People v Vasquez
2010 NY Slip Op 01705 [71 AD3d 1179]
March 4, 2010
Appellate Division, Third Department
Published by New York State Law Reporting Bureau pursuant to Judiciary Law § 431.
As corrected through Wednesday, April 28, 2010

The People of the State of New York, Respondent, v Raymond Vasquez, Appellant.

[*1] Aaron A. Louridas, Schenectady, for appellant, and appellant pro se.

Gerald F. Mollen, District Attorney, Binghamton (Joann Rose Parry of counsel), for respondent.

Malone Jr., J. Appeal from a judgment of the County Court of Broome County (Smith, J.), rendered January 10, 2007, convicting defendant following a nonjury trial of the crime of burglary in the second degree.

Following a nonjury trial, County Court found defendant guilty of burglary in the second degree and sentenced him as a persistent violent felony offender to a prison term of 16 years to life. Defendant appeals.

Contrary to defendant's contention, legally sufficient evidence was produced at trial to support the conviction. Specifically, defendant contends that there was insufficient proof that he entered the victim's home intending to commit a crime therein (see Penal Law § 140.25 [2]). "In that regard, we note that 'intent may be inferred from the circumstances of the intruder's unlawful entry, unexplained presence on the premises, and actions and statements when confronted by police or the property owner' " (People v Vanbergen, 68 AD3d 1249, 1250 [2009], quoting People v Ostrander, 46 AD3d 1217, 1218 [2007]). Here, the unrefuted testimony at trial establishes that defendant entered the victim's apartment without her permission, startled her while she was in the bathroom and told her that he had no money and was hungry. They then went to the kitchen, where the victim gave defendant a small sum of money and offered him food and cigarettes. He [*2]took some money and a cigarette from her and then left. According to the victim, sometime after the incident, she noticed that her checkbook and debit card were missing and that some of her jewelry was out of place. Testifying on his own behalf, defendant denied taking anything from the victim's apartment other than the money and cigarette that she had given him. According to defendant, he had entered the victim's apartment intending to leave a note with her for her neighbor, who he said he had come to see but who was not at home. At no point during the incident, however, did defendant tell the victim of his purported intent to leave a message for the neighbor. Nor did he tell the police that this had been his intent when they questioned him; rather, he denied that he had even entered the victim's apartment. Viewed in the light most favorable to the People, this evidence is legally sufficient to support an inference that defendant intended to commit a crime upon entering the victim's apartment (see People v Vanbergen, 68 AD3d at 1250; People v Bethune, 65 AD3d 749, 752 [2009]). Further, after reviewing the evidence in a neutral light, and according deference to County Court's assessment of the witnesses' credibility, we are satisfied that the verdict is not against the weight of the evidence (see People v Roberts, 63 AD3d 1294, 1296-1297 [2009]).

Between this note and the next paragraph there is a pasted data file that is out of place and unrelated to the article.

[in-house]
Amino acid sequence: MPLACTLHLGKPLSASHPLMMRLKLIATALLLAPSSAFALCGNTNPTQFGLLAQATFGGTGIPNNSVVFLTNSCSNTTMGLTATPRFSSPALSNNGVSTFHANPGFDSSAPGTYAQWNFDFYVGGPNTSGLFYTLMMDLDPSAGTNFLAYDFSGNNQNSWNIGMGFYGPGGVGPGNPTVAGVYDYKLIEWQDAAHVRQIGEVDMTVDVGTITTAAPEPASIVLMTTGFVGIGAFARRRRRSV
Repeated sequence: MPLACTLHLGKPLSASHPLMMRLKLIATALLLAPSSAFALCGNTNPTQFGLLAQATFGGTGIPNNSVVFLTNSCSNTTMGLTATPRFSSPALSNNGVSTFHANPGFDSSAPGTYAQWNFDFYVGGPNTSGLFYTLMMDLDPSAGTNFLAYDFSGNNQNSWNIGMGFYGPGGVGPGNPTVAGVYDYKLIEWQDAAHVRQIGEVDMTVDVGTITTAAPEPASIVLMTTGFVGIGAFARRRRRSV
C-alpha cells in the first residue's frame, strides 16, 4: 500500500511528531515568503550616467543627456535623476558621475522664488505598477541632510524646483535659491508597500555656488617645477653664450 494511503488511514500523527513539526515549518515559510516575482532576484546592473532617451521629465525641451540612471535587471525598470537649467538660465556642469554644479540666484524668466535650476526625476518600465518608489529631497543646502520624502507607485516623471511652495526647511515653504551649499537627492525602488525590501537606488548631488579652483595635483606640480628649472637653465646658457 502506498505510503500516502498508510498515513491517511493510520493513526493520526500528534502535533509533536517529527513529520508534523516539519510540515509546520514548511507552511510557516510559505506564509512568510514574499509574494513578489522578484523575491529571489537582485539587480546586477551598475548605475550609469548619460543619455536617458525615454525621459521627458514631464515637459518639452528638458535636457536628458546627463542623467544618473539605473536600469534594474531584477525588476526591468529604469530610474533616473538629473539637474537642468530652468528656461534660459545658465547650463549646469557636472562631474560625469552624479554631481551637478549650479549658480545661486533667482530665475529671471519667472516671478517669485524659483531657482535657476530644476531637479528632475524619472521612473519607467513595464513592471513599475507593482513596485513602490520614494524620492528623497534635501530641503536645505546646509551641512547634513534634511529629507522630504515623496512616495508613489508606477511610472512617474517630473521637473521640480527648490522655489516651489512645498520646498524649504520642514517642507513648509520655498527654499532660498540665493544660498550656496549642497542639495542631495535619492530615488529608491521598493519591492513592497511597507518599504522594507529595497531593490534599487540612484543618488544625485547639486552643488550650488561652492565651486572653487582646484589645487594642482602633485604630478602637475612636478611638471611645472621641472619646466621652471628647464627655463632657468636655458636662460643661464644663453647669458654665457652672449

Next, County Court's Sandoval compromise was reasonable, the court having properly considered defendant's history of criminal acts and weighed their probative value with the risk of unfair prejudice to defendant (see People v Hayes, 97 NY2d 203, 207-208 [2002]). Although some of the convictions were similar in nature to the instant offense, that similarity did not require their preclusion. "The fact that the defendant chose to specialize in one type of criminal activity did not shield him from impeachment by use of prior convictions" (People v Mack, 6 AD3d 551 [2004] [citations omitted], lv denied 3 NY3d 660 [2004]).

Upon our review of the record and the circumstances of this case, we are unpersuaded that defendant's trial counsel was ineffective (see People v Baldi, 54 NY2d 137, 147 [1981]). Although defendant offers on appeal two documents that he claims should have been presented at trial to controvert facts underlying two of his prior criminal convictions, those documents are, at best, extrinsic evidence of a collateral issue (see People v Alvino, 71 NY2d 233, 247-248 [1987]), and defendant fails to demonstrate the absence of a " 'strategic or other legitimate explanation[ ]' " for counsel's failure to offer them at trial (People v Caban, 5 NY3d 143, 152 [2005], quoting People v Rivera, 71 NY2d 705, 709 [1988]).

Finally, having been convicted of a class C violent felony offense and sentenced as a persistent violent felony offender, defendant received the minimum legally permissible sentence of 16 years to life (see Penal Law § 70.08 [2], [3] [b]), which defeats his claim that the sentence is harsh and excessive (see People v Milot, 305 AD2d 729, 732 [2003], lv denied 100 NY2d 585 [2003]). Defendant's remaining contentions, including his claim of prosecutorial misconduct, were not properly preserved for appellate review.

Peters, J.P., Rose, Lahtinen and Kavanagh, JJ., concur. Ordered that the judgment is affirmed.